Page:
(A) Generation of IF1KO mice in neurons showing the Atp5if1 knockout-first (tm1a), floxed (lox), KO, and wt alleles. The regions amplified by the PCRs used for genotyping are indicated. Arrows show primers, and red crosses indicate nonproductive PCRs. (B) PCR genotyping of wt, lox, CRL, and IF1KO mice (upper panel), or wt, IF1, tTA, and IF1TG mice (lower panel). (C) Schematic of Camk2a-tTA and TRE-hIF1 constructs used to drive hIF1 expression in forebrain neurons in a tetracycline-inducible manner. (D) Western blot of total (human and mouse) and hIF1 in extracts from different forebrain regions of IF1KO, CRL, and IF1TG mice. GAPDH is shown as CRL. (E and F) ATP synthetic and hydrolytic activities in isolated forebrain mitochondria of IF1KO, CRL, and IF1TG mice (n = 3–5) using succinate as a respiratory substrate. OL reduced both activities to a similar extent in the 3 genotypes (the average is shown). (G) Mitochondria from IF1KO, CRL, and IFTG mice were IP with anti-F1-ATPase, and the co-IP IF1 was identified by western blotting. The histogram to the bottom shows the quantification of IP β-F1 and IF1 (n = 3). (H) Representative electron micrographs of mitochondria in the CA1 region of the hippocampus (scale bar, 300 nm). Histograms to the right show the quantification of mitochondrial aspect ratio (n = 46–69 mitochondria each) and the number of cristae contacting the IMM normalized per mitochondrial area (n = 18–22) in 2 mice per genotype. (I) Western blots of OPA1, MFN2, DRP1, VDAC, IMMT, and HSP60 in hippocampal extracts. Histograms to the right show the quantification as fold change of CRL (n = 5). (J) mtDNA copy number in DNA extracted from forebrain of IF1KO, CRL, and IF1TG mice (n = 9). Error bars: mean ± SEM. *P < 0.05, **P < 0.01, ***P < 0.001, ****P < 0.0001 by 2-tailed t test (E–G and J) or Kruskal–Wallis with Dunn multiple comparisons test (I). Uncropped western blots can be found in S1 Raw Images, and numerical data underlying plots in S1 Data. CMV, minimal cytomegalovirus promoter; CRL, control; DRP1, dynamin-1-like protein; hIF1, human IF1; HSP60, 60-kDa heat-shock protein; IF1, ATPase inhibitory factor 1; IF1KO, IF1 knockout; IF1TG, IF1 overexpressing transgenic; IMM, inner mitochondrial membrane; IMMT, mitofilin; IP, immunoprecipitated; KO, knockout; MFN2, mitofusin 2; mtDNA, mitochondrial DNA; OL, oligomycin; OPA, optic atrophy 1; pA, polyadenylation signal; TRE, tetracycline response element; tTA, tetracycline transactivator; VDAC, voltage-dependent anion channel; wt, wild-type.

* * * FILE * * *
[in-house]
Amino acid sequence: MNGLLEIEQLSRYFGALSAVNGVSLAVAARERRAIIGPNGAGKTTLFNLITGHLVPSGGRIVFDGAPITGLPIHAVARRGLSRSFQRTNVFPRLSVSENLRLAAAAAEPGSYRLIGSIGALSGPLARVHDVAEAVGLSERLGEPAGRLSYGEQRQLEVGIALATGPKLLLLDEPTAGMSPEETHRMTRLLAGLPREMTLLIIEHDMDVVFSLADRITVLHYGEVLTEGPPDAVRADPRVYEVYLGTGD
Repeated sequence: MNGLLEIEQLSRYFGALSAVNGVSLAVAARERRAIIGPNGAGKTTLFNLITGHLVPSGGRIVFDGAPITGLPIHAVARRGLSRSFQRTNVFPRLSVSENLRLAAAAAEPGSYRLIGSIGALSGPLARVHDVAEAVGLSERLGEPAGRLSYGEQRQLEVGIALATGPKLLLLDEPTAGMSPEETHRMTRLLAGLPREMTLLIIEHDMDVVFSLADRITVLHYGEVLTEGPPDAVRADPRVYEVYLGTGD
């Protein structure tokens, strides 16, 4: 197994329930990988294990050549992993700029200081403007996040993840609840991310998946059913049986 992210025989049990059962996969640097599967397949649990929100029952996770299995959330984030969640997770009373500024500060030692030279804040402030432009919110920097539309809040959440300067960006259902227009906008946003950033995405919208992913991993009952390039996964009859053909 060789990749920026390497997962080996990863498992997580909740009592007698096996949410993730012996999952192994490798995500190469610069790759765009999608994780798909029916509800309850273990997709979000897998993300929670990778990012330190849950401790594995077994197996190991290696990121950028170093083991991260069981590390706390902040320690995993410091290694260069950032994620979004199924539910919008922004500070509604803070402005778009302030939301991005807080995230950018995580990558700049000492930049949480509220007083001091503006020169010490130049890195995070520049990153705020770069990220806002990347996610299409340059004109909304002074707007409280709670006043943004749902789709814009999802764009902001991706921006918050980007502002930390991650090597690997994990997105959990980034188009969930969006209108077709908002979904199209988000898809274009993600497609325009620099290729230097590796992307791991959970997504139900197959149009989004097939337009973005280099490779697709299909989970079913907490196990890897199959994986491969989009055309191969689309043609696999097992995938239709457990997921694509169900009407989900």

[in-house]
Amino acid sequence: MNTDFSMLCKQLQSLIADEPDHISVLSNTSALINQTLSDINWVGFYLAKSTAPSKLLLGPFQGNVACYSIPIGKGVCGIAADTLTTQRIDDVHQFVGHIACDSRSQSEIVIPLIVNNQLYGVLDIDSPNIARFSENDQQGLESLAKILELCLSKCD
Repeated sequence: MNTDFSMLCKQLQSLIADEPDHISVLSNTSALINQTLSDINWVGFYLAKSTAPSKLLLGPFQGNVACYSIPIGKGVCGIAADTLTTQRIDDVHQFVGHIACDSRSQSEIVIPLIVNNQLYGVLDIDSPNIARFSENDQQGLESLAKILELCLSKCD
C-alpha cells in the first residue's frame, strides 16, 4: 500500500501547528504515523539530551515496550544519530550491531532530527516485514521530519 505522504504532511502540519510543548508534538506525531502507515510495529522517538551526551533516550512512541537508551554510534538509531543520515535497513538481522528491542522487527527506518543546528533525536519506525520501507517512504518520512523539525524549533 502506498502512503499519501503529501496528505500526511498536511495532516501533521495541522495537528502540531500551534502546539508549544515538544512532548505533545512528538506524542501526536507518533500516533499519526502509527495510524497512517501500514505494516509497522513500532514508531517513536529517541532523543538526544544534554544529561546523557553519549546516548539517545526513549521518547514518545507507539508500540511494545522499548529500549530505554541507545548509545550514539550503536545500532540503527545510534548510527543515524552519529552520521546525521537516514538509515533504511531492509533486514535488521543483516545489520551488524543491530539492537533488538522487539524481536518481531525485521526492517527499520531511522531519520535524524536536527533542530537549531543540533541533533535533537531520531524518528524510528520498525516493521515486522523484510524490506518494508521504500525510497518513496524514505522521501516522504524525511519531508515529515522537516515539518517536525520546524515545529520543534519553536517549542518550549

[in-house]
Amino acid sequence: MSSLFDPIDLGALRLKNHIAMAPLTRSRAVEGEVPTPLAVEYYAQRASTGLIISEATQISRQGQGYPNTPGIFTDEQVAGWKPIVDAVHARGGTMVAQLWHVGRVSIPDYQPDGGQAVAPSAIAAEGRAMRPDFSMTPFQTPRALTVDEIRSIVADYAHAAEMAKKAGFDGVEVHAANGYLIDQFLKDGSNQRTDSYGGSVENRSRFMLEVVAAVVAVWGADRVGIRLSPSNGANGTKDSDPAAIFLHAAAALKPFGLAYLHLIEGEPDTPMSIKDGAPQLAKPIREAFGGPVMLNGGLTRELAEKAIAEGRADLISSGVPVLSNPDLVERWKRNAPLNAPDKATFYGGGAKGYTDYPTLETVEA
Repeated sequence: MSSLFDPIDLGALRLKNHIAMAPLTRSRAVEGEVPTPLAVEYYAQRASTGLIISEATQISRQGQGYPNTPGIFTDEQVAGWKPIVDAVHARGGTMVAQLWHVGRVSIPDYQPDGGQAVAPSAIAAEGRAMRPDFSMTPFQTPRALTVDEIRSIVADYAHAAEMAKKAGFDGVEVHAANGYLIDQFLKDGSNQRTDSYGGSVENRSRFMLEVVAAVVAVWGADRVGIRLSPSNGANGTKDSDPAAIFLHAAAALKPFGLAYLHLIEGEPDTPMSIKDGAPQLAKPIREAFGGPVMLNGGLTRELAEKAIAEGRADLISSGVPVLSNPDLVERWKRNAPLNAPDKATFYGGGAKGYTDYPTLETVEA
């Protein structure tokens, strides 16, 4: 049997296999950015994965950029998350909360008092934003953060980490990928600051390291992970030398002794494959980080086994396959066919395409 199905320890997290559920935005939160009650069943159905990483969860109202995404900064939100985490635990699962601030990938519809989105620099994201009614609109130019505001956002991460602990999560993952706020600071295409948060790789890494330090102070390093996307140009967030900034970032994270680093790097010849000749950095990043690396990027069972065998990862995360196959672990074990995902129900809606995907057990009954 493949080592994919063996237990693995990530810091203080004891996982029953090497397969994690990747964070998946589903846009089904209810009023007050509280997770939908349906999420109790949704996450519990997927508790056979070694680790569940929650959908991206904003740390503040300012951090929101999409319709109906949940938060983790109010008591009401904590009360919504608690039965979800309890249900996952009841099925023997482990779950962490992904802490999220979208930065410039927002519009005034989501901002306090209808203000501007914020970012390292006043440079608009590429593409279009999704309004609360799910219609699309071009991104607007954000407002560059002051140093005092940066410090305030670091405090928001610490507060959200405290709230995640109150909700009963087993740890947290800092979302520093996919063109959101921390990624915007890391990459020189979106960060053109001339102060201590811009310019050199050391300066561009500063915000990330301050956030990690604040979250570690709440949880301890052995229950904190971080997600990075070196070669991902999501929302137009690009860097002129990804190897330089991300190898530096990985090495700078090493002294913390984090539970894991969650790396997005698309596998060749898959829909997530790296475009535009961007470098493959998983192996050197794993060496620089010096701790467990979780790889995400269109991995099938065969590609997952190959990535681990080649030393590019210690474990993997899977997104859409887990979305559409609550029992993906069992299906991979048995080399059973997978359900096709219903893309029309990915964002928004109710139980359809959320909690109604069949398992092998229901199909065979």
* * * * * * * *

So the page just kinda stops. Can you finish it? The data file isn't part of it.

Importantly, the ATP synthetic (Fig 1E) and hydrolytic (Fig 1F) activities in isolated mitochondria increased upon ablation of IF1 and were significantly reduced as the dose of IF1 increased, suggesting that IF1 is bound to and inhibits a significant fraction of the ATP synthase under normal physiological conditions. To verify this point, ATP synthase was immunoprecipitated and the co-immunoprecipitated IF1 protein was determined (Fig 1G). The results revealed that the reduction in both enzyme activities correlated with higher levels of IF1 co-immunoprecipitated with the enzyme (Fig 1G), strongly supporting a role for IF1 in the regulation of the ATP synthase in neurons.
IF1 dose regulates mitochondrial structure, respiration, and mtROS production